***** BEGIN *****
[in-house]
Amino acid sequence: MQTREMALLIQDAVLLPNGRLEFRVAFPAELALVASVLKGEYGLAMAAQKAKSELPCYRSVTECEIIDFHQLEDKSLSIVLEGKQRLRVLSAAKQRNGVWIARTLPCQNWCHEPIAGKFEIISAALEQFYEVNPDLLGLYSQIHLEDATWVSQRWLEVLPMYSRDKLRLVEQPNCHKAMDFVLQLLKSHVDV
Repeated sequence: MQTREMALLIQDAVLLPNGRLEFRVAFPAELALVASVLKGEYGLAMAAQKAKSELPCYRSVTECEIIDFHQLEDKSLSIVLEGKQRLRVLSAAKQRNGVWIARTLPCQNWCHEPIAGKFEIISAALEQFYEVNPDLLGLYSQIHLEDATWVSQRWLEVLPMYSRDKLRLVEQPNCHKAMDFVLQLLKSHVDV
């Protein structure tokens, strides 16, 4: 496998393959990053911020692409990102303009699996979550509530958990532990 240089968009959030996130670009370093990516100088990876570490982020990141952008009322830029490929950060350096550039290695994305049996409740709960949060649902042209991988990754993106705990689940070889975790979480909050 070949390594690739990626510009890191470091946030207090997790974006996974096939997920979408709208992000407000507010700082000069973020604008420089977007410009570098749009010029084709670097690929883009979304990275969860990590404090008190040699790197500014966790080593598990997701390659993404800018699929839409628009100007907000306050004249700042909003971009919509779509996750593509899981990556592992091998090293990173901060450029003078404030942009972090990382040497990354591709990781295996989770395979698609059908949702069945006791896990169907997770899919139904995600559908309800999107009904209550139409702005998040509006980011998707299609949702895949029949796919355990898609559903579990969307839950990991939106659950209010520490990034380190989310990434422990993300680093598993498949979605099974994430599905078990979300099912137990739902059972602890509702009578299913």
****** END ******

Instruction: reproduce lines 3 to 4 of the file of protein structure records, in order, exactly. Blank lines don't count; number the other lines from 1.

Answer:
Repeated sequence: MQTREMALLIQDAVLLPNGRLEFRVAFPAELALVASVLKGEYGLAMAAQKAKSELPCYRSVTECEIIDFHQLEDKSLSIVLEGKQRLRVLSAAKQRNGVWIARTLPCQNWCHEPIAGKFEIISAALEQFYEVNPDLLGLYSQIHLEDATWVSQRWLEVLPMYSRDKLRLVEQPNCHKAMDFVLQLLKSHVDV
């Protein structure tokens, strides 16, 4: 496998393959990053911020692409990102303009699996979550509530958990532990 240089968009959030996130670009370093990516100088990876570490982020990141952008009322830029490929950060350096550039290695994305049996409740709960949060649902042209991988990754993106705990689940070889975790979480909050 070949390594690739990626510009890191470091946030207090997790974006996974096939997920979408709208992000407000507010700082000069973020604008420089977007410009570098749009010029084709670097690929883009979304990275969860990590404090008190040699790197500014966790080593598990997701390659993404800018699929839409628009100007907000306050004249700042909003971009919509779509996750593509899981990556592992091998090293990173901060450029003078404030942009972090990382040497990354591709990781295996989770395979698609059908949702069945006791896990169907997770899919139904995600559908309800999107009904209550139409702005998040509006980011998707299609949702895949029949796919355990898609559903579990969307839950990991939106659950209010520490990034380190989310990434422990993300680093598993498949979605099974994430599905078990979300099912137990739902059972602890509702009578299913």